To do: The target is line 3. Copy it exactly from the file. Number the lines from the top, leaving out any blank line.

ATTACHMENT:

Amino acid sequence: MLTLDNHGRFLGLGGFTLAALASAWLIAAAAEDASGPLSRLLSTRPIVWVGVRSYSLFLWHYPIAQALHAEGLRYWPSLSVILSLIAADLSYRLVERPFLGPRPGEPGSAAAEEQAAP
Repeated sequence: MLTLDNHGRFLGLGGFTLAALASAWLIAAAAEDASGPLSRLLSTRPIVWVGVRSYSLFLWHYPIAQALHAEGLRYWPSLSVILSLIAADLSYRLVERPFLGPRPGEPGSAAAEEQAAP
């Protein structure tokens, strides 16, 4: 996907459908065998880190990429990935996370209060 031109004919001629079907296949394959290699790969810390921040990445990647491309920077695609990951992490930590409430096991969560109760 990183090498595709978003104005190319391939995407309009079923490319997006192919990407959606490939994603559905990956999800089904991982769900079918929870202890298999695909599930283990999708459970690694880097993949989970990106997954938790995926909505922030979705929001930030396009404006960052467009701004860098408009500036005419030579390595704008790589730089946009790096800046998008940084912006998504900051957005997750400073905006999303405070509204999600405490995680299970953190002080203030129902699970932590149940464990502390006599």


């Protein structure tokens, strides 16, 4: 996907459908065998880190990429990935996370209060 031109004919001629079907296949394959290699790969810390921040990445990647491309920077695609990951992490930590409430096991969560109760 990183090498595709978003104005190319391939995407309009079923490319997006192919990407959606490939994603559905990956999800089904991982769900079918929870202890298999695909599930283990999708459970690694880097993949989970990106997954938790995926909505922030979705929001930030396009404006960052467009701004860098408009500036005419030579390595704008790589730089946009790096800046998008940084912006998504900051957005997750400073905006999303405070509204999600405490995680299970953190002080203030129902699970932590149940464990502390006599």